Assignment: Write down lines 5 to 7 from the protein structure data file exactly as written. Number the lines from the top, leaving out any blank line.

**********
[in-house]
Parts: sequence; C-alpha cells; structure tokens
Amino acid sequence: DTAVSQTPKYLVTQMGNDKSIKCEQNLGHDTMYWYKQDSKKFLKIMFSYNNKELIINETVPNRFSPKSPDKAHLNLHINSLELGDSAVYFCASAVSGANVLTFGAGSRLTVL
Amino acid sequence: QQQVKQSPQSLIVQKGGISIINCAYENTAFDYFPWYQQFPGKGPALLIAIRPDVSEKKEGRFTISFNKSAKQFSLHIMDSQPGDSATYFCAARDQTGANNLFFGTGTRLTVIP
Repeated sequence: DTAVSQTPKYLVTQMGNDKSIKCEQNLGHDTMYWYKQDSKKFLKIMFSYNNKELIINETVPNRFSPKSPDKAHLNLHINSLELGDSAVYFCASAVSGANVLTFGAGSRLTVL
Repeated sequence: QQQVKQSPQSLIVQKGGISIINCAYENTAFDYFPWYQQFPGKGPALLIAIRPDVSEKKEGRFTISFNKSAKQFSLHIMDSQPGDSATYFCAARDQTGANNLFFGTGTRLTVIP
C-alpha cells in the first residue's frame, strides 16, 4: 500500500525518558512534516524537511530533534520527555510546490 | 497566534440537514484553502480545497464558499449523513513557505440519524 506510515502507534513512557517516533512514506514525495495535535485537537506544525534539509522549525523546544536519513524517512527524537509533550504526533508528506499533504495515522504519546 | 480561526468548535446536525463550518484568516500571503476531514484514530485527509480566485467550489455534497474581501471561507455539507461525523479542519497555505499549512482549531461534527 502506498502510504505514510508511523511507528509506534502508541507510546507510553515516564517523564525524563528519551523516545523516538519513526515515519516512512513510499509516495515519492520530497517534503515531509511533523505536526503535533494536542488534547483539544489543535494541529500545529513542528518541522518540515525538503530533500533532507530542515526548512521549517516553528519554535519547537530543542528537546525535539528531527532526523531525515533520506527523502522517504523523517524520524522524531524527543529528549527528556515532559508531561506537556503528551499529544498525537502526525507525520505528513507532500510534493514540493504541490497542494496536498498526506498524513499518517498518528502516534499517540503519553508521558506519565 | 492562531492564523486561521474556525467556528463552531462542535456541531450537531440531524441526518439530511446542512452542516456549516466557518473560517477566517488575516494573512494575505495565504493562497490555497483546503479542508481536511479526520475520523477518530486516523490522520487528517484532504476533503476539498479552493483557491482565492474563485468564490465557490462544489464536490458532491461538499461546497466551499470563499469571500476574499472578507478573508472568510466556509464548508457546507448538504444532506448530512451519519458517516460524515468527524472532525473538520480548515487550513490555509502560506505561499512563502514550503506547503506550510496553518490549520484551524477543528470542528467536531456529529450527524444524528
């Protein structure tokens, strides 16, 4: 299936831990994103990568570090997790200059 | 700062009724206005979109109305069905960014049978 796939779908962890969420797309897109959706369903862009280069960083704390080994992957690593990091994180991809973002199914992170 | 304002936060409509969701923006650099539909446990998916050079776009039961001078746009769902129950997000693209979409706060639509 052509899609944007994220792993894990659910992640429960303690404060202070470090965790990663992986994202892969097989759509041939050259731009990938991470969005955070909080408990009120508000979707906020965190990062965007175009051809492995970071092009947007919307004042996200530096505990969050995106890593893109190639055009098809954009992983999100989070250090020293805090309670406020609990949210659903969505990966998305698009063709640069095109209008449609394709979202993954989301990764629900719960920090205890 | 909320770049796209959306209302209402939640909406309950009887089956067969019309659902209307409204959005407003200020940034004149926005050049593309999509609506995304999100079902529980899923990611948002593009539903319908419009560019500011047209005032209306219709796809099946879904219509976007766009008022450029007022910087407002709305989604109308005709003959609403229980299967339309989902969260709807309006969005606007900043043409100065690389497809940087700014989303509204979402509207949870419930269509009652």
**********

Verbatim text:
Repeated sequence: DTAVSQTPKYLVTQMGNDKSIKCEQNLGHDTMYWYKQDSKKFLKIMFSYNNKELIINETVPNRFSPKSPDKAHLNLHINSLELGDSAVYFCASAVSGANVLTFGAGSRLTVL
Repeated sequence: QQQVKQSPQSLIVQKGGISIINCAYENTAFDYFPWYQQFPGKGPALLIAIRPDVSEKKEGRFTISFNKSAKQFSLHIMDSQPGDSATYFCAARDQTGANNLFFGTGTRLTVIP
C-alpha cells in the first residue's frame, strides 16, 4: 500500500525518558512534516524537511530533534520527555510546490 | 497566534440537514484553502480545497464558499449523513513557505440519524 506510515502507534513512557517516533512514506514525495495535535485537537506544525534539509522549525523546544536519513524517512527524537509533550504526533508528506499533504495515522504519546 | 480561526468548535446536525463550518484568516500571503476531514484514530485527509480566485467550489455534497474581501471561507455539507461525523479542519497555505499549512482549531461534527 502506498502510504505514510508511523511507528509506534502508541507510546507510553515516564517523564525524563528519551523516545523516538519513526515515519516512512513510499509516495515519492520530497517534503515531509511533523505536526503535533494536542488534547483539544489543535494541529500545529513542528518541522518540515525538503530533500533532507530542515526548512521549517516553528519554535519547537530543542528537546525535539528531527532526523531525515533520506527523502522517504523523517524520524522524531524527543529528549527528556515532559508531561506537556503528551499529544498525537502526525507525520505528513507532500510534493514540493504541490497542494496536498498526506498524513499518517498518528502516534499517540503519553508521558506519565 | 492562531492564523486561521474556525467556528463552531462542535456541531450537531440531524441526518439530511446542512452542516456549516466557518473560517477566517488575516494573512494575505495565504493562497490555497483546503479542508481536511479526520475520523477518530486516523490522520487528517484532504476533503476539498479552493483557491482565492474563485468564490465557490462544489464536490458532491461538499461546497466551499470563499469571500476574499472578507478573508472568510466556509464548508457546507448538504444532506448530512451519519458517516460524515468527524472532525473538520480548515487550513490555509502560506505561499512563502514550503506547503506550510496553518490549520484551524477543528470542528467536531456529529450527524444524528